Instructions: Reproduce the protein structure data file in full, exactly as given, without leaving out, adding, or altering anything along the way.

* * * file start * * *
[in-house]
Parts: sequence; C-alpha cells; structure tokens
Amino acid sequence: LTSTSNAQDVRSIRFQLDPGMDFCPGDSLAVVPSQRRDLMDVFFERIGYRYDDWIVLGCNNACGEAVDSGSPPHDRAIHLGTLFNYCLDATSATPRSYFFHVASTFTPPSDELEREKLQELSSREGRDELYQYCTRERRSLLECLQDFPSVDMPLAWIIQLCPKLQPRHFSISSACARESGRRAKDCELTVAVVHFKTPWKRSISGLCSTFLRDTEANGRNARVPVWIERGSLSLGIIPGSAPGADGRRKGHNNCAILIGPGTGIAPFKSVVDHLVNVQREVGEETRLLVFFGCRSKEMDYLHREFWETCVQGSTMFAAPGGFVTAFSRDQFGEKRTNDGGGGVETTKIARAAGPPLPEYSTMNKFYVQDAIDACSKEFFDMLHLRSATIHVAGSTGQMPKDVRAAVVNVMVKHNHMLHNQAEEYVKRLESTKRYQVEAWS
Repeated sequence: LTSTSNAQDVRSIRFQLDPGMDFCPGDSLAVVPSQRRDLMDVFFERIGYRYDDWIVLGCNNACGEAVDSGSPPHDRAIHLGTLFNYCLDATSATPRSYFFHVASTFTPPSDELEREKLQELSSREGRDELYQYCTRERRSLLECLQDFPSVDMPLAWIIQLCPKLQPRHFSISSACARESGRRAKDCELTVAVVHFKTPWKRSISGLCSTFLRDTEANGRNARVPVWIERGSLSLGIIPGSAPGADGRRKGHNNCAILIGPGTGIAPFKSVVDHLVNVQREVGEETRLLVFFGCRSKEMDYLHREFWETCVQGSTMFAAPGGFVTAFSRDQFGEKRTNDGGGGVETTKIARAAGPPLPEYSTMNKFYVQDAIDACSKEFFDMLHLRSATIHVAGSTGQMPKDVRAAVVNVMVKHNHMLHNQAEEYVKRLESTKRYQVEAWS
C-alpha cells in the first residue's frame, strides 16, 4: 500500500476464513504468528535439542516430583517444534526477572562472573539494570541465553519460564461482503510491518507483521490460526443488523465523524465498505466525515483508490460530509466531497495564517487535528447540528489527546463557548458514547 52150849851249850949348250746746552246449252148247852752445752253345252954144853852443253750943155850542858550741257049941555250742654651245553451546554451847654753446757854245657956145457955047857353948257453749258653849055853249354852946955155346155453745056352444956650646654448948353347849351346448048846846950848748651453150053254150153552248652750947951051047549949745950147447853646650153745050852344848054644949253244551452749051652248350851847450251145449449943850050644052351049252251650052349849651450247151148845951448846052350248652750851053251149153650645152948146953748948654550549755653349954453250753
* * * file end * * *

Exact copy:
[in-house]
Parts: sequence; C-alpha cells; structure tokens
Amino acid sequence: LTSTSNAQDVRSIRFQLDPGMDFCPGDSLAVVPSQRRDLMDVFFERIGYRYDDWIVLGCNNACGEAVDSGSPPHDRAIHLGTLFNYCLDATSATPRSYFFHVASTFTPPSDELEREKLQELSSREGRDELYQYCTRERRSLLECLQDFPSVDMPLAWIIQLCPKLQPRHFSISSACARESGRRAKDCELTVAVVHFKTPWKRSISGLCSTFLRDTEANGRNARVPVWIERGSLSLGIIPGSAPGADGRRKGHNNCAILIGPGTGIAPFKSVVDHLVNVQREVGEETRLLVFFGCRSKEMDYLHREFWETCVQGSTMFAAPGGFVTAFSRDQFGEKRTNDGGGGVETTKIARAAGPPLPEYSTMNKFYVQDAIDACSKEFFDMLHLRSATIHVAGSTGQMPKDVRAAVVNVMVKHNHMLHNQAEEYVKRLESTKRYQVEAWS
Repeated sequence: LTSTSNAQDVRSIRFQLDPGMDFCPGDSLAVVPSQRRDLMDVFFERIGYRYDDWIVLGCNNACGEAVDSGSPPHDRAIHLGTLFNYCLDATSATPRSYFFHVASTFTPPSDELEREKLQELSSREGRDELYQYCTRERRSLLECLQDFPSVDMPLAWIIQLCPKLQPRHFSISSACARESGRRAKDCELTVAVVHFKTPWKRSISGLCSTFLRDTEANGRNARVPVWIERGSLSLGIIPGSAPGADGRRKGHNNCAILIGPGTGIAPFKSVVDHLVNVQREVGEETRLLVFFGCRSKEMDYLHREFWETCVQGSTMFAAPGGFVTAFSRDQFGEKRTNDGGGGVETTKIARAAGPPLPEYSTMNKFYVQDAIDACSKEFFDMLHLRSATIHVAGSTGQMPKDVRAAVVNVMVKHNHMLHNQAEEYVKRLESTKRYQVEAWS
C-alpha cells in the first residue's frame, strides 16, 4: 500500500476464513504468528535439542516430583517444534526477572562472573539494570541465553519460564461482503510491518507483521490460526443488523465523524465498505466525515483508490460530509466531497495564517487535528447540528489527546463557548458514547 52150849851249850949348250746746552246449252148247852752445752253345252954144853852443253750943155850542858550741257049941555250742654651245553451546554451847654753446757854245657956145457955047857353948257453749258653849055853249354852946955155346155453745056352444956650646654448948353347849351346448048846846950848748651453150053254150153552248652750947951051047549949745950147447853646650153745050852344848054644949253244551452749051652248350851847450251145449449943850050644052351049252251650052349849651450247151148845951448846052350248652750851053251149153650645152948146953748948654550549755653349954453250753